As the three boats lay there on that gently rolling sea, gazing down into its eternal blue noon; and as not a single groan or cry of any sort, nay not so much as a ripple or a thought, came up from its depths, what landsman would have thought that beneath all that silence and placidity the utmost monster of the seas was writhing and wrenching in agony!

Perhaps the most stupendous chapter is the one called The Grand Armada, at the beginning of Volume III. The Pequod was drawing through the Sunda Straits towards Java when she came upon a vast host of sperm whales.

Broad on both bows, at a distance of two or three miles, and forming a great semicircle embracing one-half of the level horizon, a continuous chain of whale-jets were up-playing and sparkling in the noonday air.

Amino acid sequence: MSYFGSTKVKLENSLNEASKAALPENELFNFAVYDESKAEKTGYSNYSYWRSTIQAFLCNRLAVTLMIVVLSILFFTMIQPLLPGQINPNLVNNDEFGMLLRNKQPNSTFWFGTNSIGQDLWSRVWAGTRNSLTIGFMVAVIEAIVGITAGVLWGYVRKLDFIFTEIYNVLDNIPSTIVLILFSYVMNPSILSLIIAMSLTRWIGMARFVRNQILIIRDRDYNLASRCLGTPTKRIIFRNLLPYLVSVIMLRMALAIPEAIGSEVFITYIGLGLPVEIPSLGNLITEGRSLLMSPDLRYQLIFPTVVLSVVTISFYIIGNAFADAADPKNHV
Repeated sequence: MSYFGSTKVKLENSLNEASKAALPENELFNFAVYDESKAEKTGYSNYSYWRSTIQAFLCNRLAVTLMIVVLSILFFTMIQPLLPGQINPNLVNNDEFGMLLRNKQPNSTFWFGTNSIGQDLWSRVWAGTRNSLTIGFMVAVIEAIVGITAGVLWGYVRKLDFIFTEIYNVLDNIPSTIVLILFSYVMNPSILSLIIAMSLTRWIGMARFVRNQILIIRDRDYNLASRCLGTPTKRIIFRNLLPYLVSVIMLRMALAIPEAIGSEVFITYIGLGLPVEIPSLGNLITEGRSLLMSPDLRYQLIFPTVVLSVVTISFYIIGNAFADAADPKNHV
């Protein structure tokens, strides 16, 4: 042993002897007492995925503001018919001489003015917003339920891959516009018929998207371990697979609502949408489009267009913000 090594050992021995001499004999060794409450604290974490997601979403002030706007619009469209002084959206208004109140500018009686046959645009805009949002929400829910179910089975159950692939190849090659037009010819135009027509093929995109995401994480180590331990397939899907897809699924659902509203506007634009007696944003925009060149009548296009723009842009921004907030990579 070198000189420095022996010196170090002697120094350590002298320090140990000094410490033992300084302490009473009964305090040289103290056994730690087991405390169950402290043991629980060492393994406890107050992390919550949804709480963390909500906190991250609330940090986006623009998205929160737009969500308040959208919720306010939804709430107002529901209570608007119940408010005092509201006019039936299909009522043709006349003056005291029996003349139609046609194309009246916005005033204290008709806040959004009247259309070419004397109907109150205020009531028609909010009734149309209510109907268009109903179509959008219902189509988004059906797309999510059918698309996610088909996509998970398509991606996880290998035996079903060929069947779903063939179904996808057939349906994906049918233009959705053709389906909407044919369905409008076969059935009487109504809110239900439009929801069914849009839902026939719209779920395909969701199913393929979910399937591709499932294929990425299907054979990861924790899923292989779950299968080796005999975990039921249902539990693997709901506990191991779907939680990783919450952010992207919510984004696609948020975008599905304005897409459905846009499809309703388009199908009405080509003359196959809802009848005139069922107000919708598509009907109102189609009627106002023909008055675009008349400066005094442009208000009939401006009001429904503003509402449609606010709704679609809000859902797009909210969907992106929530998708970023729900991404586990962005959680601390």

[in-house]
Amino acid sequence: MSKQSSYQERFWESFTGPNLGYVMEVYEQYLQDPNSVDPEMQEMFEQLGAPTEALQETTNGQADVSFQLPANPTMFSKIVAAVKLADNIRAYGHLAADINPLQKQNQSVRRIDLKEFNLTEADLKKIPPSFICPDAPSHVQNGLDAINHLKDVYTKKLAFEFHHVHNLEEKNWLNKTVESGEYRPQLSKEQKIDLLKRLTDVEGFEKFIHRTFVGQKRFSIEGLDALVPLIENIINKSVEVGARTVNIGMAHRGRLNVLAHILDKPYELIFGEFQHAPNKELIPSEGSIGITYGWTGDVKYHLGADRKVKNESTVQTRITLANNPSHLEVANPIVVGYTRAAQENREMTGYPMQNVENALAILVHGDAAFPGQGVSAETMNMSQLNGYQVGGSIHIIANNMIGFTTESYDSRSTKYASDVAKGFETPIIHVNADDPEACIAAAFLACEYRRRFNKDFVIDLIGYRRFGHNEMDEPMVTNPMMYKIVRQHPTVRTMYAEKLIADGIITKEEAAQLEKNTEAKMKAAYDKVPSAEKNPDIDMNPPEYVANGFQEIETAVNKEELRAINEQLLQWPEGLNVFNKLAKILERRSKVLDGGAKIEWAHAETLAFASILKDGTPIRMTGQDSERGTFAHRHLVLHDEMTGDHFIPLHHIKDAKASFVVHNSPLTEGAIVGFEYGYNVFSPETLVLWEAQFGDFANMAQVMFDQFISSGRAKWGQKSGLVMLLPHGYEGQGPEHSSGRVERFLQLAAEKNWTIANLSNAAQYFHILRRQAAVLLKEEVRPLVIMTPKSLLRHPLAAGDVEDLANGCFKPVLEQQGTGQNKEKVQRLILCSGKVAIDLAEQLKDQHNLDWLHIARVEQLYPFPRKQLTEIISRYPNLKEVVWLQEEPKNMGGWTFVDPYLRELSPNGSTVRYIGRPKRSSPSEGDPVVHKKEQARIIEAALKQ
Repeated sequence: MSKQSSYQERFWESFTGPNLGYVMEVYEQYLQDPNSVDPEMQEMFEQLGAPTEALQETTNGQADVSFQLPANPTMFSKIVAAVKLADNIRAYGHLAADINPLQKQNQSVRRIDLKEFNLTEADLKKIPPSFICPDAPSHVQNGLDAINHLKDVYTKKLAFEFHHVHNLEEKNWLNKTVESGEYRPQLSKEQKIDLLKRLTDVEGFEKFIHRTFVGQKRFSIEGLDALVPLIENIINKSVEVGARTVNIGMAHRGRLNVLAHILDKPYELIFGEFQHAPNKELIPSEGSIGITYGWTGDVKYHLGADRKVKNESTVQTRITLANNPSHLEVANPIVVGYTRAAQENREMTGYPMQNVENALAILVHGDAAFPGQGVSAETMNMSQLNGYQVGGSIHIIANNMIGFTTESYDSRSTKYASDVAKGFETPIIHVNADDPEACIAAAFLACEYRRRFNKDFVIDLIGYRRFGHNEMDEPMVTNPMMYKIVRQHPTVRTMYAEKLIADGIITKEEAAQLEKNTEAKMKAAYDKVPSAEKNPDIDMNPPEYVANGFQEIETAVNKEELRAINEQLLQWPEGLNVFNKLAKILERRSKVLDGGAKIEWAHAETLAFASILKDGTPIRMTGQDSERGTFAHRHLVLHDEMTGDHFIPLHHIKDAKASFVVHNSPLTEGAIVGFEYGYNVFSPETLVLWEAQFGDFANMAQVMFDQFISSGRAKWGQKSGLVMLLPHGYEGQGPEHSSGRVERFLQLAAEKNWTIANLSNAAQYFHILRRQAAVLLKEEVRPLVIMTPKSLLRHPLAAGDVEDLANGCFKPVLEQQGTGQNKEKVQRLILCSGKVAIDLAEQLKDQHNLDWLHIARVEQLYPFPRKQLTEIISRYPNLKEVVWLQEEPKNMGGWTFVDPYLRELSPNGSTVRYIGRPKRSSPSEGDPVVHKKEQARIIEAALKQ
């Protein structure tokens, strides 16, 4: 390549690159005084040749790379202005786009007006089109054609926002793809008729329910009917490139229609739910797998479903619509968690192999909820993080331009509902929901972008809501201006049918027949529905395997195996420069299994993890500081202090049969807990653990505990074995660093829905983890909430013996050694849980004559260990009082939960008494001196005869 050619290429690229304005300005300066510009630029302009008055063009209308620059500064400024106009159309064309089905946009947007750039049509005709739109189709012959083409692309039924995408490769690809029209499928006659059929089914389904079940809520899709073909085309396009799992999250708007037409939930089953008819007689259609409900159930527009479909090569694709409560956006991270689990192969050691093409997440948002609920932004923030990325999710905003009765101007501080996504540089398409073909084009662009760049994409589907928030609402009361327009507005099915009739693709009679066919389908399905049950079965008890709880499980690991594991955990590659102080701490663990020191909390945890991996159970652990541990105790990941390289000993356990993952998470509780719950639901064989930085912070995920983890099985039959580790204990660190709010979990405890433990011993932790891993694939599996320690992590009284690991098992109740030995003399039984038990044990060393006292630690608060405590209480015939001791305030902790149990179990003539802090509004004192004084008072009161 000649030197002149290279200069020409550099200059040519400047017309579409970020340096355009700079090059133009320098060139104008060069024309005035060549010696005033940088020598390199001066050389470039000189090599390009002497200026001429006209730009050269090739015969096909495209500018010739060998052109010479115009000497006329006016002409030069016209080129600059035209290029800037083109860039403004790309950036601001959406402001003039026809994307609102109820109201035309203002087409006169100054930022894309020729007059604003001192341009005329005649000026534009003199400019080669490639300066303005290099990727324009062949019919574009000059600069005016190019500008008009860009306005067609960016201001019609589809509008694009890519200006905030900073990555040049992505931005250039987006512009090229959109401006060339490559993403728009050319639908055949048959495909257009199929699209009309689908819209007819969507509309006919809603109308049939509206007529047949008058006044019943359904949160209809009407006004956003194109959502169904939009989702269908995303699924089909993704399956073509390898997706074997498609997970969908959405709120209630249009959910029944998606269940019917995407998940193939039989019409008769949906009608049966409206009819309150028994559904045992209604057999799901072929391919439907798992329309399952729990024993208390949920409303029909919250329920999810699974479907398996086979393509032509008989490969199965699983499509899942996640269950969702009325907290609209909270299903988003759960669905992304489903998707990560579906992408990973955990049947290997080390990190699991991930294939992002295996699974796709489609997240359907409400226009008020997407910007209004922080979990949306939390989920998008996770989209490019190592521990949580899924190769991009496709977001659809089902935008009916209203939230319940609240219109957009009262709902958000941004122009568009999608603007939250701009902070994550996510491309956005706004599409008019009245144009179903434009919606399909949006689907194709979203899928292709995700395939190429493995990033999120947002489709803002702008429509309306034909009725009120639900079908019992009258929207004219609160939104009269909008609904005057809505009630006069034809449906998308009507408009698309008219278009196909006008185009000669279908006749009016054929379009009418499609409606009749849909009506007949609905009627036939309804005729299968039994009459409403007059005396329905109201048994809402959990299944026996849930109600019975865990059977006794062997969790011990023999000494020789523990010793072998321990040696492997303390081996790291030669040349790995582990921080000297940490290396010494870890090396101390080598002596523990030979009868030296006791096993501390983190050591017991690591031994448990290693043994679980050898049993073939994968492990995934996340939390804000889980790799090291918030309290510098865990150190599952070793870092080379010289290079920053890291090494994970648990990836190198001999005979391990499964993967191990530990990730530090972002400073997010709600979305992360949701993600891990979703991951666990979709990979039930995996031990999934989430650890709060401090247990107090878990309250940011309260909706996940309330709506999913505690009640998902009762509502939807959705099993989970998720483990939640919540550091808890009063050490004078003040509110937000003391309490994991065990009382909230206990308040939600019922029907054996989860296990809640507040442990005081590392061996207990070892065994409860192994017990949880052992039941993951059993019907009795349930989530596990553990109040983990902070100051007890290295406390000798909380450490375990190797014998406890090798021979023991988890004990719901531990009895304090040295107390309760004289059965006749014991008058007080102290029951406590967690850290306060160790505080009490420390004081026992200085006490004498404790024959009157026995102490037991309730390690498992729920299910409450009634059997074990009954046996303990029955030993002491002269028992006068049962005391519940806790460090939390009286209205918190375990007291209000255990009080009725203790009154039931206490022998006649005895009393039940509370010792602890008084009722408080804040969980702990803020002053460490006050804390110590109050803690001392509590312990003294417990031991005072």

Chasing this great herd, past the Straits of Sunda, themselves chased by Javan pirates, the whalers race on. Then the boats are lowered. At last that curious state of inert irresolution came over the whales, when they were, as the seamen say, gallied. Instead of forging ahead in huge martial array they swam violently hither and thither, a surging sea of whales, no longer moving on. Starbuck’s boat, made fast to a whale, is towed in amongst this howling Leviathan chaos. In mad career it cockles through the boiling surge of monsters, till it is brought into a clear lagoon in the very centre of the vast, mad, terrified herd. There a sleek, pure calm reigns. There the females swam in peace, and the young whales came snuffing tamely at the boat, like dogs. And there the astonished seamen watched the love-making of these amazing monsters, mammals, now in rut far down in the sea—